GENEVA, Switzerland, June 13 – Switzerland’s top court has rejected an IAAF request to re-impose rules obliging double Olympic champion Caster Semenya to lower her testosterone before competing in certain events, a statement from her legal team said Thursday.
“The Federal Supreme Court of Switzerland has rejected the IAAF’s urgent request to be allowed to immediately re-impose its eligibility regulations on Caster Semenya,” the statement said.
The court, which could not be immediately reached for confirmation, had issued the order on Wednesday, it said, adding that “this means that Caster remains permitted to compete without restriction in the female category at this time.”
The IAAF had earlier this month opposed a ruling by the court temporarily suspending the federation’s rules following an appeal by Semenya, the South African who won the women’s 800 metres at the 2012 and 2016 Olympics.
The athlete was contesting a decision by the Court of Arbitration for Sport which previously found that the rules were “discriminatory” but “necessary” to ensure fairness in women’s athletics.
The rules require women with higher than normal male hormone levels, a condition known as hyperandrogenism, to artificially lower the amount of testosterone in their bodies if they are to compete in races over distances of 400m to the mile.
Wednesday’s court decision means that the IAAF and Athletics South Africa now have until June 25 to make a new court submission on Semenya’s request that the IAAF rules remain suspended throughout the entire appeal proceedings, the statement said.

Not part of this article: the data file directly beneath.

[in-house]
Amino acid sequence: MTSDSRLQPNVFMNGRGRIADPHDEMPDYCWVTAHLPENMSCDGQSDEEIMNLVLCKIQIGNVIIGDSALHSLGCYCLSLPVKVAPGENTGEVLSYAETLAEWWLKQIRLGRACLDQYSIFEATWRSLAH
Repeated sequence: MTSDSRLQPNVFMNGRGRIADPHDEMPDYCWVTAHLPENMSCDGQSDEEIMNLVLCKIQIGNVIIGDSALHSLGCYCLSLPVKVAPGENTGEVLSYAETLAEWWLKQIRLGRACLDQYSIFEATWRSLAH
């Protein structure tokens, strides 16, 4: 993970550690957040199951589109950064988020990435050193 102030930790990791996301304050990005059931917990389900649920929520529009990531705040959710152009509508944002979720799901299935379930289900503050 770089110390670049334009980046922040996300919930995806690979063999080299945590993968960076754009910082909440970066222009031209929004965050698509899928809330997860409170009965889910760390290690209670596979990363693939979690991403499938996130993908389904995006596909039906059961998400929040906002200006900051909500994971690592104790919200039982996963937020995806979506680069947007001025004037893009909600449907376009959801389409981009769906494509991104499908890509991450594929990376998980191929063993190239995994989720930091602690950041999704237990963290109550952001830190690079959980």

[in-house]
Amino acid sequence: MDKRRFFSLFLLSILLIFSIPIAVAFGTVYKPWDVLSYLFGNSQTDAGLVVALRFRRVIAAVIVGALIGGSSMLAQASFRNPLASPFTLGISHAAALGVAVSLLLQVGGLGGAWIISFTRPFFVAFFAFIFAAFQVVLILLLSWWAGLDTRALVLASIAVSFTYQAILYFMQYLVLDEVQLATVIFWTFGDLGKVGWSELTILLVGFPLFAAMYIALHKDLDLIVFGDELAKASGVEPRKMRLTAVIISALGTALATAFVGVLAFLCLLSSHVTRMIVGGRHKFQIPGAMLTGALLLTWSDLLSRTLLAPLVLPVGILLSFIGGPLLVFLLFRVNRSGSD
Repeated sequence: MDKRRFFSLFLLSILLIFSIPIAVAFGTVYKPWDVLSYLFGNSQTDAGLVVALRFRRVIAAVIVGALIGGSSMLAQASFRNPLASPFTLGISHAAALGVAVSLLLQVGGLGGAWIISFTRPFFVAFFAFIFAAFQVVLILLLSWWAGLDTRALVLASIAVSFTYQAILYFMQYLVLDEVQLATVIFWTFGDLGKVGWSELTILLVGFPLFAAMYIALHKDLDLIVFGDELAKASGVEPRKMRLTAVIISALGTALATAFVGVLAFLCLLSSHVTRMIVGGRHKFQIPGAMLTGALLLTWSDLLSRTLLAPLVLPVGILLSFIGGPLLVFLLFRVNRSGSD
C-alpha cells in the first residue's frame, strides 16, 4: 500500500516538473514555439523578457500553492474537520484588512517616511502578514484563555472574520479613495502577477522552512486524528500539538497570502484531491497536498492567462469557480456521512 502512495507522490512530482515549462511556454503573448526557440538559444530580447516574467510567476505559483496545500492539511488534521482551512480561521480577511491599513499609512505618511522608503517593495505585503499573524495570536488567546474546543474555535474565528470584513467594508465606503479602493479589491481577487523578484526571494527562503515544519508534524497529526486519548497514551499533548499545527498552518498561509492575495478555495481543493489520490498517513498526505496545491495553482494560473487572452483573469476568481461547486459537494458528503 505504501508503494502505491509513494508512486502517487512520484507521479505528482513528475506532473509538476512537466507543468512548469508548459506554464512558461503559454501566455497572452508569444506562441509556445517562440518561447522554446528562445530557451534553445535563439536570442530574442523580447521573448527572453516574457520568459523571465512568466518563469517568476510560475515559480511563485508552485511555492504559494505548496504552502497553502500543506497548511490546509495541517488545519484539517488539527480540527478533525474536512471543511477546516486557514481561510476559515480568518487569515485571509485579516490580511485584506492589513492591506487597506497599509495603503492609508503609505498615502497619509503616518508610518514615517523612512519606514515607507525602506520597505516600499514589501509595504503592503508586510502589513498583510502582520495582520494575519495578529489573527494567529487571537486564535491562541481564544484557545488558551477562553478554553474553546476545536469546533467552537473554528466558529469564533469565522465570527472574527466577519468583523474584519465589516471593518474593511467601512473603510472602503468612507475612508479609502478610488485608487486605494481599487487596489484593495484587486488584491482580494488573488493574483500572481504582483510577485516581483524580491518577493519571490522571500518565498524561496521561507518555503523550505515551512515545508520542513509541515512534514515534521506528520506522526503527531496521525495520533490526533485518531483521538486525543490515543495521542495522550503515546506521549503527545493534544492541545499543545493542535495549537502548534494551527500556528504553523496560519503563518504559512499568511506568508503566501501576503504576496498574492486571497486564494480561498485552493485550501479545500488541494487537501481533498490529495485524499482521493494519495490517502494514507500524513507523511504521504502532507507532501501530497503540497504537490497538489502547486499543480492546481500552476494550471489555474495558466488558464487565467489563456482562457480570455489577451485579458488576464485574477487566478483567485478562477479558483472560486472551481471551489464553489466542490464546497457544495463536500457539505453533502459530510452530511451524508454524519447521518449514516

“No woman should be subjected to these rules,” the South African athlete said in the statement, adding that she had “thought hard about not running the 800m in solidarity unless all women can run free. But I will run now to show the IAAF that they cannot drug us.”
She also expressed frustration that she has been prevented from competing in the 800 metres at the IAAF Diamond League Meeting in Rabat on June 16, in what her legal team said was an apparent violation of the Swiss Supreme Court’s order.
According to the statement, she had been notified on Monday that the head of the Moroccan Athletics Federation had denied her participation in the event.
“Caster is currently seeking clarity on the specific reasons for that decision, and she urges the IAAF to ensure its member federations comply with the law and the Supreme Court’s orders,” it said.
Semenya remained focused on defending her Diamond League 800-metre title, it said, adding that she had sought entry at the Prefontaine Classic event in the United States on June 30.
The athlete dismissed IAAF’s claim that it is committed to the full participation of women in sport.
“I am a woman, but the IAAF has again tried to stop me from running the way I was born,” she said in the statement, pointing out that the hormonal drugs she had been required to take to compete had made her feel “constantly sick and unable to focus for many years.”
“No other woman should be forced to go through this,” she said.